While I usually recoil at the idea of cooking for any major event, the brother of a friend decided to get married in Wine Country. Having recently visited Cline Family Cellars in Sonoma, I had the perfect place in mind when my friend called asking for suggestions to get him and his fiance on the road to wedding planning. Though they ended up holding the wedding elsewhere due to scheduling issues, Cline also has a gorgeous villa on site to rent. When I informed them that the kitchen was amazing, they decided it was the perfect place to stay for the weekend and for their rehearsal dinner.
"Maybe you could cook for it?" my friend suggested.
Wheels turning in my head and given complete creative license by the bride and groom, I began to visualize this perfect event.
Relying on what I could find this week at the local farms, I eventually created the menu which we paired with Cline's spectacular and affordable wines.
Like most events, the planning and preparation was as fun as the event itself. Spending an entire morning visiting farm after farm to buy (in some cases picking myself) fruits and veggies at their peak was as close as I will get right now to gathering until I have my own garden.
Erickson Ranch in Suisun was my first stop for their local grapes to make a Harvest sauce for the Sage and Proscuitto Wrapped Chicken (See recipe below).
But I also left with ten pounds of multi-colored potatoes,
Email me for the recipe.) and topped with Wild Salmon I hot-smoked that afternoon.
The next stop not only garnered me ridiculous tomatoes, but a new farmer friend to boot. Brad at Wild Boar Farms not only shared his treasured Armenian cucumbers with me as a snack but taught me, as we walked up and down harvesting tomatoes in his fields, what a Green Zebra cherry tomato should look like when ripe (more amber on the ends than green should you be tomato harvesting any time soon). I also learned that I would be serving the same tomatoes at my dinner that Alice Waters' and her team serve at the legendary Chez Panisse. Wow! One taste of their perfectly ripe, sweet and perfectly acidic juiciness and I knew why.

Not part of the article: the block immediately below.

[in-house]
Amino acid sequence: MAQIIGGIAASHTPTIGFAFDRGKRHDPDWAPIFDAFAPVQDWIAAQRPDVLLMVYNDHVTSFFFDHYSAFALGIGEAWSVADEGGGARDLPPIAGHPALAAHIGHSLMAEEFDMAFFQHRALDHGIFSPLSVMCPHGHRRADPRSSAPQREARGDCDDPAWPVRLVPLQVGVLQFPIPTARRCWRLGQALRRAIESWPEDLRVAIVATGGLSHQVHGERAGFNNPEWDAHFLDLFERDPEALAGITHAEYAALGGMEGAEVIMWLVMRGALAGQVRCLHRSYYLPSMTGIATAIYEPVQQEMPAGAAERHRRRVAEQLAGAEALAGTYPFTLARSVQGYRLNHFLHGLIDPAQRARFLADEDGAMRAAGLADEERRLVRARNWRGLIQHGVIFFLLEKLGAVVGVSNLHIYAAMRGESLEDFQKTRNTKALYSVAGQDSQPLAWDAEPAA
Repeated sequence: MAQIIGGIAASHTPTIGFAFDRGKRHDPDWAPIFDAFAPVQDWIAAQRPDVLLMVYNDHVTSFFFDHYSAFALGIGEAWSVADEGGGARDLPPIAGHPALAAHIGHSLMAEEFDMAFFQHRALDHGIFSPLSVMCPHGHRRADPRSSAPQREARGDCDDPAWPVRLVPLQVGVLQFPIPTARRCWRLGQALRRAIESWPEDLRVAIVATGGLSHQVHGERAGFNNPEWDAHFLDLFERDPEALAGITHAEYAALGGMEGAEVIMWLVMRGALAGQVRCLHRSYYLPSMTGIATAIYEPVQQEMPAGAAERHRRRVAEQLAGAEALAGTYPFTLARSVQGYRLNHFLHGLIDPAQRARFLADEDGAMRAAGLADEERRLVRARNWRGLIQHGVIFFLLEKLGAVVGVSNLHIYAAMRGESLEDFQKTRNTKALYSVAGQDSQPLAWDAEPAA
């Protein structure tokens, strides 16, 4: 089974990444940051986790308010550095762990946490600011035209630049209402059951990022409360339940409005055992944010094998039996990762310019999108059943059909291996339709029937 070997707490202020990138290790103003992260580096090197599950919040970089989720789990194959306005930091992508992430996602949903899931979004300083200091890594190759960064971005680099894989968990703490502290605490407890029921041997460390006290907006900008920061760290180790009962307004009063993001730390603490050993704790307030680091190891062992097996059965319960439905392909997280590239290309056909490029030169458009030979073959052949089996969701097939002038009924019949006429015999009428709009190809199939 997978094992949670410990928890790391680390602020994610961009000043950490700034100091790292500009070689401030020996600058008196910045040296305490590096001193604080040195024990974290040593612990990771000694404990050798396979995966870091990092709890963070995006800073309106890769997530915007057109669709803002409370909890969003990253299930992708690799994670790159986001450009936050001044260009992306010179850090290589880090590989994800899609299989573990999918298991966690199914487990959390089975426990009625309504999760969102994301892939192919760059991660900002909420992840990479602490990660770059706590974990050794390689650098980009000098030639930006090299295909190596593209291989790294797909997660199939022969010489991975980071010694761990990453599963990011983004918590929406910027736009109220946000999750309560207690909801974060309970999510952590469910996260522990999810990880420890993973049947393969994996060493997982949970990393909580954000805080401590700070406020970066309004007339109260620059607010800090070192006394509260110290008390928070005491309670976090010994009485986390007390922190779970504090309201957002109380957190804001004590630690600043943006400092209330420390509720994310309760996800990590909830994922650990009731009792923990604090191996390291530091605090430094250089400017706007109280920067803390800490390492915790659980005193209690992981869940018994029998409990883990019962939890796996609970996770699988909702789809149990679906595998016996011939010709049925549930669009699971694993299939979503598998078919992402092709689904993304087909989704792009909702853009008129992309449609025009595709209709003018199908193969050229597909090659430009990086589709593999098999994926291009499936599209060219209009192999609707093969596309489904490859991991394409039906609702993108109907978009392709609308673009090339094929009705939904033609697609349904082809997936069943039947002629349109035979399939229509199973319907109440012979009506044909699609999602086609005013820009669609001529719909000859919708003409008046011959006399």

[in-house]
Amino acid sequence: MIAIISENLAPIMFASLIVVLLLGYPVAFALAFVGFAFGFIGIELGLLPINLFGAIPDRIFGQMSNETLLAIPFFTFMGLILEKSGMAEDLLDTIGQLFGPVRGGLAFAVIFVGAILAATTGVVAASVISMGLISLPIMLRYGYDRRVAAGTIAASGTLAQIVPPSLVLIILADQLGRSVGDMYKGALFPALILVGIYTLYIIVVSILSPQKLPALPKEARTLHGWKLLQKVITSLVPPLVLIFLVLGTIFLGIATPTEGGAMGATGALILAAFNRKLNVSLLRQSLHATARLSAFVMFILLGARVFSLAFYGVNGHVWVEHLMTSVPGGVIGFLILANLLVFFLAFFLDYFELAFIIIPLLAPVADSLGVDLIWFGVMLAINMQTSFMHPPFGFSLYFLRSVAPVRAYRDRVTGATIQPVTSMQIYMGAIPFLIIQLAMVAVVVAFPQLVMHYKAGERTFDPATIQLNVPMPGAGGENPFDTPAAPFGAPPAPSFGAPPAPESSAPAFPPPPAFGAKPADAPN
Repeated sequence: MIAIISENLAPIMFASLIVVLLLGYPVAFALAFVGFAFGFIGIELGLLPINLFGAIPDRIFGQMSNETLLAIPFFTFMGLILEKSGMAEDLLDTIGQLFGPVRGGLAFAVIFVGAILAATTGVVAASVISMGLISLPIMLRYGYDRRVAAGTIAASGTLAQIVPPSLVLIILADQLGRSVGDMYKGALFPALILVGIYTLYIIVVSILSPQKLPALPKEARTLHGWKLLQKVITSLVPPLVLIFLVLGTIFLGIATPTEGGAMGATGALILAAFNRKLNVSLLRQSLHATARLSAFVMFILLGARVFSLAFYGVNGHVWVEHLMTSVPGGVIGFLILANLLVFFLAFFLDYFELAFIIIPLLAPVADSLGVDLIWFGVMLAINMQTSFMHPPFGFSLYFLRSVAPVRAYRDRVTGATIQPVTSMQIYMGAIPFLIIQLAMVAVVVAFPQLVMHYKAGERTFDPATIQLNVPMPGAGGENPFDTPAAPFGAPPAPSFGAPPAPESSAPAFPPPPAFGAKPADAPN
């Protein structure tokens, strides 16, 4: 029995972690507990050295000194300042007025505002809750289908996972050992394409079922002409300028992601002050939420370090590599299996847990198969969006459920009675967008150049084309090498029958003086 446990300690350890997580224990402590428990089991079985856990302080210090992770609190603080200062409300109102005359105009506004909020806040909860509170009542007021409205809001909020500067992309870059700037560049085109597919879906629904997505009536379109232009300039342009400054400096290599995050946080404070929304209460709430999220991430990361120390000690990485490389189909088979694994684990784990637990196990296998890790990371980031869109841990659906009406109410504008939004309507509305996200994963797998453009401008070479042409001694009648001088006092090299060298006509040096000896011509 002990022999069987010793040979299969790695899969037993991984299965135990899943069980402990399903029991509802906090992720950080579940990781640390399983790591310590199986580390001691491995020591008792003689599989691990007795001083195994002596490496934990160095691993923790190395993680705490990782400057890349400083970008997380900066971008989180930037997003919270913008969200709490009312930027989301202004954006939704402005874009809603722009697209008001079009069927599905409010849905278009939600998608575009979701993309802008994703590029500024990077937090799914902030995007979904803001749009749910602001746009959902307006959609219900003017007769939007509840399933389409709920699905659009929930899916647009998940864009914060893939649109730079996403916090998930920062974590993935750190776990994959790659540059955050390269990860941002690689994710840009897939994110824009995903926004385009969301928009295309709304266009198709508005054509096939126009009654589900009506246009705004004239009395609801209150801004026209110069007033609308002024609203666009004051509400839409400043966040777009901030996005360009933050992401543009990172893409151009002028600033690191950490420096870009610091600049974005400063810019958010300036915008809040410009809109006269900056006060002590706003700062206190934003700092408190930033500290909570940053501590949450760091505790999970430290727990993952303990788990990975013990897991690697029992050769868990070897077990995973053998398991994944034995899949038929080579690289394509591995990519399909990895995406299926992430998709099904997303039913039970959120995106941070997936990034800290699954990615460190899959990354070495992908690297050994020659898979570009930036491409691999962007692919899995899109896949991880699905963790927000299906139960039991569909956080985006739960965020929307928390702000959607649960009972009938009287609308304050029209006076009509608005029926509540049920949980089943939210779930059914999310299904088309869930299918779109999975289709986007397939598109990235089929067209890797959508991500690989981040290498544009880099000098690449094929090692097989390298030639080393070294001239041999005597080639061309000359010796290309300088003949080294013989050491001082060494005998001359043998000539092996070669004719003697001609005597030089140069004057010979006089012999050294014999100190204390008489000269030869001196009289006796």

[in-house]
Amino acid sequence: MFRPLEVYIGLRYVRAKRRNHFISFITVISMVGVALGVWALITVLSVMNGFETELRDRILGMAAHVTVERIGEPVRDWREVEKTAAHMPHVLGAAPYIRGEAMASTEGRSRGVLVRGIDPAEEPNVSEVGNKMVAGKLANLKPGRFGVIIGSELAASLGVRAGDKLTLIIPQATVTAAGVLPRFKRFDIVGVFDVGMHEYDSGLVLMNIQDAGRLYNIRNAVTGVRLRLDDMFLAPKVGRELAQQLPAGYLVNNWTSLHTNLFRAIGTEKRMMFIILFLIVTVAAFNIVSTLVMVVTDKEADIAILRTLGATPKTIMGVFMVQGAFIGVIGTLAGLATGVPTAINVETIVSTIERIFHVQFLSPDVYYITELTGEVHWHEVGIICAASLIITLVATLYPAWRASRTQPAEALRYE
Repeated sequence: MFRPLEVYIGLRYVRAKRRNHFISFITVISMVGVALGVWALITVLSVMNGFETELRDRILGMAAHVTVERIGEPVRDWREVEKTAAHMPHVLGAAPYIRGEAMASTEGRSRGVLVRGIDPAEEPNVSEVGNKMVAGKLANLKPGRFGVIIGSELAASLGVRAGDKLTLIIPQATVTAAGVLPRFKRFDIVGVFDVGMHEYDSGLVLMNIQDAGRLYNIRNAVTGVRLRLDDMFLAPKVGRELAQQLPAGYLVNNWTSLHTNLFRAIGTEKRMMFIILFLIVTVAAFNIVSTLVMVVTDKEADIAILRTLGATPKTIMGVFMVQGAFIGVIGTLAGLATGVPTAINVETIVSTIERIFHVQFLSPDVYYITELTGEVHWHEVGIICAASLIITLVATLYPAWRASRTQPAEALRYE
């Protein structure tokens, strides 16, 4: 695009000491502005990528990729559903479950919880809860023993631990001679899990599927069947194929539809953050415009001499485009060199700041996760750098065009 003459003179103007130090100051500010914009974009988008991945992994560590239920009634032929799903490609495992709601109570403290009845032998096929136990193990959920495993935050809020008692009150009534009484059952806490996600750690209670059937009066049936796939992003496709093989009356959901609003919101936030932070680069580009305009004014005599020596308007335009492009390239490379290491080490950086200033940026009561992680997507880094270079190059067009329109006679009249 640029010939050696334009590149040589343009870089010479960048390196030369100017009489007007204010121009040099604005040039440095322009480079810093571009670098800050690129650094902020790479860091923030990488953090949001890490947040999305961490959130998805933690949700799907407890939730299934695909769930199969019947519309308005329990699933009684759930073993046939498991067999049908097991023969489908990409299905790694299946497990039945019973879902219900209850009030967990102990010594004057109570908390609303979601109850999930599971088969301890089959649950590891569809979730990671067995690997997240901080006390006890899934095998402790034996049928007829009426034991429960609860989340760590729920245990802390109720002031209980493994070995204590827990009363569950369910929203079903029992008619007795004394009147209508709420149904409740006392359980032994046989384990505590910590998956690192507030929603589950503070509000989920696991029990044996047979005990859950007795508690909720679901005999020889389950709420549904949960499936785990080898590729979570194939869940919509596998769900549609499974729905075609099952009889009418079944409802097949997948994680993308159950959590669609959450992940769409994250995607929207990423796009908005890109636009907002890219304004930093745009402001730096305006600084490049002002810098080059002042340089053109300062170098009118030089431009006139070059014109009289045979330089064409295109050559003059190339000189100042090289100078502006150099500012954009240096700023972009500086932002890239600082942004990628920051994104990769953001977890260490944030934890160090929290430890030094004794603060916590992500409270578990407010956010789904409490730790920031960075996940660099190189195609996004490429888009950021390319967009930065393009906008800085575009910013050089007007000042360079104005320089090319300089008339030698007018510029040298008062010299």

Sadly the guests could not see the finished product on the platter since the main part of dinner was served by candlelight only. However, most of them had walked by the kitchen at some point and took pictures of the tomatoes in their natural state with the urge to everyone else to "come look at these tomatoes...they're beautiful." Even still, this simple platter of tomatoes drizzled with olive oil from a man in my town name Ennio and topped off with torn purple basil was the one dish that we were afraid was going to spark a fork fight at the otherwise civilized dinner.
Brazelton Ranch for peaches that became part of "Peaches and Cream".
Finally that afternoon, I went with my youngest son to our favorite little oasis just outside of our town, Gibson Canyon Farm.
WWOOF volunteers is slowly growing into it's own and provided me with Lemon Cucumbers for Lime Cucumber Water (part of a flavored water selection) and long, red Carmine peppers which were graciously picked by Sue, the owner and a volunteer while I waited and my son pet the tiny bunnies. These were pickled for our Rosemary White Bean Hummus crostini and roasted alongside the potatoes.
The white bean crostini rounded out a trio of crostini which also included housemade fig and onion jam on top of Point Reyes blue cheese, and Preserved Meyer Lemon & Black Olive tapenade with Sonoma goat cheese. These were all part of the poolside Welcome Bar that greeted the guests upon their return from the rehearsal.
A beautiful dream setting that was merely a wine tasting adventure for my husband and I on a weekend away in April became a beautiful setting for someone else's Big Event weekend.
Making sure candles were lit and glasses were full.
(Okay, not in this photo because guests had wine glasses in hand at the Welcome Bar.)
By the end of the night, toasts were made both by the guests as we were finishing service
24 x 24 event they sponsor each month.
So thanks for indulging me with this post. I will return to making Everyday Meals from Seasonal Produce and What I Have on Hand tomorrow, but just for one day I got the privilege and pleasure of creating an Over-the-Top meal using my same cooking philosophy.
Sage and Proscuitto Wrapped Chicken with Harvest Sauce
1 lb boneless skinless chicken breasts, cut horizontally into two thin cutlets each
6-8 large sage leaves (enough for each cutlet)
3 slices proscuitto, cut in half lenghtwise on the diagonal
Salt & cracked black pepper
Olive oil for sauteing
2 shallots, chopped
2 cloves garlic, minced
1 cup chicken stock, preferable homemade
1/2 cup dry white wine
1 lb local organic grapes, seedless or seeded (they will be strained out)
1 sprig fresh rosemary
2 sprigs fresh thyme
Heat oven to 325 degrees.
Pat chicken breasts dry. Place a sage leaf in the middle of each chicken breast and wrap with a slice of proscuitto - starting with narrow end of triangle on the back then wrap around. Sprinkle with salt and pepper.
Saute chicken proscuitto side down for 2-3 minutes or until brown. Flip over a cook the other side until the surface is opaque. Place chicken in a shallow pan and drizzle with 1/4 chicken stock. Cover with foil and bake while making the stock.
Saute the shallots and garlic for a minute. Add remaining stock and wine along with the remaining ingredients. Cook on medium high until the grapes are soft enough to mash slightly and the sauce has reduced by half. Mash the grapes and cook for another minute to reduce a bit more. Strain into a bowl then pour the strained sauce back into the pan. Reduce for another 3-4 minutes or until the sauce is slightly thickened. Taste and add salt and pepper as needed. Remove chicken from oven and place on a platter. Pour the sauce over the chicken and serve.
Copyright 2011 Christi Flaherty, TablaVie Cooking Classes